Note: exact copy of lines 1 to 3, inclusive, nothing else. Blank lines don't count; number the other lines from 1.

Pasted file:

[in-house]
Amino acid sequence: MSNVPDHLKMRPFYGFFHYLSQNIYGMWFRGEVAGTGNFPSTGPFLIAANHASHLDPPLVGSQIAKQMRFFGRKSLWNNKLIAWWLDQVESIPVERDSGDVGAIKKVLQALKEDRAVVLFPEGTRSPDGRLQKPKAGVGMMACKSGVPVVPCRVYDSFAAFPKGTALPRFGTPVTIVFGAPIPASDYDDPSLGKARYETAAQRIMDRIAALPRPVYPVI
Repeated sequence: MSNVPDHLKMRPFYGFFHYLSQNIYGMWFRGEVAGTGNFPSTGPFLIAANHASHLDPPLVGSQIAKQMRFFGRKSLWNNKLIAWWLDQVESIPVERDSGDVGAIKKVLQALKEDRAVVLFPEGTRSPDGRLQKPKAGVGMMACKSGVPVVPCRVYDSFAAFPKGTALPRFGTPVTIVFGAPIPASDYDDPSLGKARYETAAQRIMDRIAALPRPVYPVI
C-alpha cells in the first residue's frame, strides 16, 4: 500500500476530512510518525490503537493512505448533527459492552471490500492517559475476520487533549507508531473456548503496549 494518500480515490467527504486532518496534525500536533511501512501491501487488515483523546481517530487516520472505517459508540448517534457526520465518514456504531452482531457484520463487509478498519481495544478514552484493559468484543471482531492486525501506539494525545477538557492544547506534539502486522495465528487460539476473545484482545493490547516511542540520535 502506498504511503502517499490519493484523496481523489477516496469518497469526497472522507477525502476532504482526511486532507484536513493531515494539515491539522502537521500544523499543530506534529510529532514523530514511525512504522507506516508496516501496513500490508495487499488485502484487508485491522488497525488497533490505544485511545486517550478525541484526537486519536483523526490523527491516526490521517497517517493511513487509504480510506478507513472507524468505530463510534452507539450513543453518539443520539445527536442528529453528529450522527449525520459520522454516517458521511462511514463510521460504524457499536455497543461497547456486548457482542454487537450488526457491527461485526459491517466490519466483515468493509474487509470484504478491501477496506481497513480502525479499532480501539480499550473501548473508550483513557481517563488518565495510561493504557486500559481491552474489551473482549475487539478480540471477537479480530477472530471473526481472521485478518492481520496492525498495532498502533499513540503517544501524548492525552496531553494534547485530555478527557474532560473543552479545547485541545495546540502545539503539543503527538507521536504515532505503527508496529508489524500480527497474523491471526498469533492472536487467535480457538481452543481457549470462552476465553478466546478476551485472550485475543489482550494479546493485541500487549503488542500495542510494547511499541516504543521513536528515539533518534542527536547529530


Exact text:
[in-house]
Amino acid sequence: MSNVPDHLKMRPFYGFFHYLSQNIYGMWFRGEVAGTGNFPSTGPFLIAANHASHLDPPLVGSQIAKQMRFFGRKSLWNNKLIAWWLDQVESIPVERDSGDVGAIKKVLQALKEDRAVVLFPEGTRSPDGRLQKPKAGVGMMACKSGVPVVPCRVYDSFAAFPKGTALPRFGTPVTIVFGAPIPASDYDDPSLGKARYETAAQRIMDRIAALPRPVYPVI
Repeated sequence: MSNVPDHLKMRPFYGFFHYLSQNIYGMWFRGEVAGTGNFPSTGPFLIAANHASHLDPPLVGSQIAKQMRFFGRKSLWNNKLIAWWLDQVESIPVERDSGDVGAIKKVLQALKEDRAVVLFPEGTRSPDGRLQKPKAGVGMMACKSGVPVVPCRVYDSFAAFPKGTALPRFGTPVTIVFGAPIPASDYDDPSLGKARYETAAQRIMDRIAALPRPVYPVI